Gagan Narang has many firsts on the shooting range. The 2012 London Olympic bronze medallist has now set an example off the competition arena which should be an inspiration for everyone across the spectrum.
Re-emphasizing his love for wildlife, elephants in this case, Narang tweeted on Wednesday announcing his involvement with a scheme that has just been launched by the Bandhavgarh Tiger Reserve in association with Madhya Pradesh Tourism.
“These voiceless loving creatures have served us for a very long time and now it’s our turn to show them some love,” Narang said in an exclusive chat with indianshooting.com
With 181.2k followers on Twitter, Narang’s post is sure to make an impact. “They say an Elephant never forgets..what they don’t tell you is.. YOU never forget an Elephant when you see it this close. You can adopt an Elephant now too..” The tweet was accompanied by a photograph of the Arjuna Awardee stroking a tusker and has been widely appreciated with over 100 likes and many retweets.
The Tiger Reserve had tweeted on September 25 announcing the launch of the programme. “Ever wanted to adopt an elephant? Elephant Adoption Prog at Bandhavgarh starts today! Gentle giants work tirelessly in patrolling/search activities! Contribute towards their food/medicine/equipment!”
The scheme will cover the 15 elephants housed at the reserve and contributions can be made across four categories. The Platinum scheme entails and an annual expenditure of Rs 1.5 lakh, Gold a monthly expense of Rs 12,500, Silver Rs 3,500 per week and the Bronze plan entails a daily expenditure of Rs 500. Donors can choose the elephant they wish to adopt and will be issued a digital certificate. Platinum and Gold members will be entitled to participate in the annual rejuvenation camp for these majestic animals.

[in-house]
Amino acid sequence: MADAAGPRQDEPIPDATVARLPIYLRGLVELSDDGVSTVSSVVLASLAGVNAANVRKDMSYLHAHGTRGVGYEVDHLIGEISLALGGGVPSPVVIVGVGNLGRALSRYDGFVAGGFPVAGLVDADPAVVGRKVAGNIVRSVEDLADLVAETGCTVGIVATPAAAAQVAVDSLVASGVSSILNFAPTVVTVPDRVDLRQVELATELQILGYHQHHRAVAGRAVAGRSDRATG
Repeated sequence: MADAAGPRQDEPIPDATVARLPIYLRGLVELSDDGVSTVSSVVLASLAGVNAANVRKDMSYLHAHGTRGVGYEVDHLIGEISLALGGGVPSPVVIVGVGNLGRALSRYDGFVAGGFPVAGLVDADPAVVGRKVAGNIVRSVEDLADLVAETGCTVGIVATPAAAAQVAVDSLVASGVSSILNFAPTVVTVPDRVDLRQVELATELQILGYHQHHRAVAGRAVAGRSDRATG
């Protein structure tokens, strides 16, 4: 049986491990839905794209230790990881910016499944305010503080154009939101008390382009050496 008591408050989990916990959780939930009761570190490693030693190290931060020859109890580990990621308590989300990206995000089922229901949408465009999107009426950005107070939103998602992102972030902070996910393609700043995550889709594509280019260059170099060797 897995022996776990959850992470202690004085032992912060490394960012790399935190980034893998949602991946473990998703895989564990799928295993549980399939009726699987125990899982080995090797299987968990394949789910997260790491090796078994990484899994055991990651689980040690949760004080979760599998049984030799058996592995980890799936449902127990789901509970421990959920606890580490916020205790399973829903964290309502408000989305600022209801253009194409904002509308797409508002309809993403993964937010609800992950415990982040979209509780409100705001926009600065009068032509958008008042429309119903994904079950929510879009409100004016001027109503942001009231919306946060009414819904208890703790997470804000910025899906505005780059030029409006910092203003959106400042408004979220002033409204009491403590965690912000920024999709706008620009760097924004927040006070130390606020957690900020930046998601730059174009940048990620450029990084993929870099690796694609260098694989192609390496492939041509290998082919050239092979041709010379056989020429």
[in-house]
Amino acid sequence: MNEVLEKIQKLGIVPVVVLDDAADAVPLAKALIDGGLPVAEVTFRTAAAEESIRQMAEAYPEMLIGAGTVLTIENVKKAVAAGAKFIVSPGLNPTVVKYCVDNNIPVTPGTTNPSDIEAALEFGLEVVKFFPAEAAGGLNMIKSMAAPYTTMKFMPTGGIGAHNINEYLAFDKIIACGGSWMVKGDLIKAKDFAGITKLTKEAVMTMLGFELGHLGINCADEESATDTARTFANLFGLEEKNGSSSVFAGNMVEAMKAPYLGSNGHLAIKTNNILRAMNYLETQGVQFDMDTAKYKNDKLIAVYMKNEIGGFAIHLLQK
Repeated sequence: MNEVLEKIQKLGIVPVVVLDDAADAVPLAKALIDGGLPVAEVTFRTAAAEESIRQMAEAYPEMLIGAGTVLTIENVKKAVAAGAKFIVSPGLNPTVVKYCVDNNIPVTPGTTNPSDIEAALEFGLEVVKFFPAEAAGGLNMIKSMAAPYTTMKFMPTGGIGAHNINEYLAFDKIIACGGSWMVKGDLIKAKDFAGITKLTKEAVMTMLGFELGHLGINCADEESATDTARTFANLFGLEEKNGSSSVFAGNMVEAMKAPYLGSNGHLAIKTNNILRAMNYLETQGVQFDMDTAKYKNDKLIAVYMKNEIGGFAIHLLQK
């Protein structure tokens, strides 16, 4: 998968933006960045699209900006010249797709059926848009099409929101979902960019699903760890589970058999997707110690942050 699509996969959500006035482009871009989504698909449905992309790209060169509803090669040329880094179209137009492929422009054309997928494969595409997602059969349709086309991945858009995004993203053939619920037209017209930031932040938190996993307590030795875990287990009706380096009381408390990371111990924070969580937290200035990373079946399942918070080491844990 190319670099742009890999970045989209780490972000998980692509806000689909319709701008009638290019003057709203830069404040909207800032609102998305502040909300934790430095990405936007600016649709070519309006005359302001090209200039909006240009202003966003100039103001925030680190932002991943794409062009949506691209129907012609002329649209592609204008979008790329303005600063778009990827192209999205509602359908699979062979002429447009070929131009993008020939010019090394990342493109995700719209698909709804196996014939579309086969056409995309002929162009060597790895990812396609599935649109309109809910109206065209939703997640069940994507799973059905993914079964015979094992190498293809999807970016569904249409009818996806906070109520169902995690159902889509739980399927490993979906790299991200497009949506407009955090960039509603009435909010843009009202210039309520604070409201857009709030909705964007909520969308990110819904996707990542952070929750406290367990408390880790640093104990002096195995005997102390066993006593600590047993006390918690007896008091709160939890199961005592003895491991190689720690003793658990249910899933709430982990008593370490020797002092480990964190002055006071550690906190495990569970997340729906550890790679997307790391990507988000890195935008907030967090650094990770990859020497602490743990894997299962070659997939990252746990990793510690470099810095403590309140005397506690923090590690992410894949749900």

Narang’s love for wildlife conservation is well documented. After being introduced to photography by his former coach Stanislav Lapidus in 2004, Narang came out with a limited-edition calendar ‘Kanha Untamed’ in 2016, comprising photographs he had shot at the Kanha National Park with his Nikon D4S. From a hobby, photography is now a passion. In fact, Narang has said it is a way of unwinding away from the shooting range. With time, Narang has done his bit to further the cause of conservation. Coming from a reputed shooter, his efforts have been taken note of towards highlighting the tireless work by the unheralded heroes of this movement.